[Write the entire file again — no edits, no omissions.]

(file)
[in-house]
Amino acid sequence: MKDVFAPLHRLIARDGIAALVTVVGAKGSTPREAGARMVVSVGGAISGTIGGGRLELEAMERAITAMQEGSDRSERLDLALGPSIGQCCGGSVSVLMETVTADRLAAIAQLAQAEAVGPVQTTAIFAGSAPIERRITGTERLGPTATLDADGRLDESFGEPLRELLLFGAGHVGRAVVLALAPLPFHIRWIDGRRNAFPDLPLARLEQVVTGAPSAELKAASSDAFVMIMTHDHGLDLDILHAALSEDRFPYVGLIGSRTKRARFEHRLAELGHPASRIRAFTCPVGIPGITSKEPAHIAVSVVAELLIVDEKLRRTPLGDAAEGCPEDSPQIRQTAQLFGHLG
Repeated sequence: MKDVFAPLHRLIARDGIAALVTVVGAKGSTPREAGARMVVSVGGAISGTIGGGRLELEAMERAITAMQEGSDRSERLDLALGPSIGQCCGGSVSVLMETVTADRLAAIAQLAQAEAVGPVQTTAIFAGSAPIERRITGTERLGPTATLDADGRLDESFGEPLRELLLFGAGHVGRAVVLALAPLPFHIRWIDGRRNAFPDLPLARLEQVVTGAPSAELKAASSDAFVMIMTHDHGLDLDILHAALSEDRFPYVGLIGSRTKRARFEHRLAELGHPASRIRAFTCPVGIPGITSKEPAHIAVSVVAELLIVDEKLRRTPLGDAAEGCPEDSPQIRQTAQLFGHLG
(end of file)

[in-house]
Amino acid sequence: MKDVFAPLHRLIARDGIAALVTVVGAKGSTPREAGARMVVSVGGAISGTIGGGRLELEAMERAITAMQEGSDRSERLDLALGPSIGQCCGGSVSVLMETVTADRLAAIAQLAQAEAVGPVQTTAIFAGSAPIERRITGTERLGPTATLDADGRLDESFGEPLRELLLFGAGHVGRAVVLALAPLPFHIRWIDGRRNAFPDLPLARLEQVVTGAPSAELKAASSDAFVMIMTHDHGLDLDILHAALSEDRFPYVGLIGSRTKRARFEHRLAELGHPASRIRAFTCPVGIPGITSKEPAHIAVSVVAELLIVDEKLRRTPLGDAAEGCPEDSPQIRQTAQLFGHLG
Repeated sequence: MKDVFAPLHRLIARDGIAALVTVVGAKGSTPREAGARMVVSVGGAISGTIGGGRLELEAMERAITAMQEGSDRSERLDLALGPSIGQCCGGSVSVLMETVTADRLAAIAQLAQAEAVGPVQTTAIFAGSAPIERRITGTERLGPTATLDADGRLDESFGEPLRELLLFGAGHVGRAVVLALAPLPFHIRWIDGRRNAFPDLPLARLEQVVTGAPSAELKAASSDAFVMIMTHDHGLDLDILHAALSEDRFPYVGLIGSRTKRARFEHRLAELGHPASRIRAFTCPVGIPGITSKEPAHIAVSVVAELLIVDEKLRRTPLGDAAEGCPEDSPQIRQTAQLFGHLG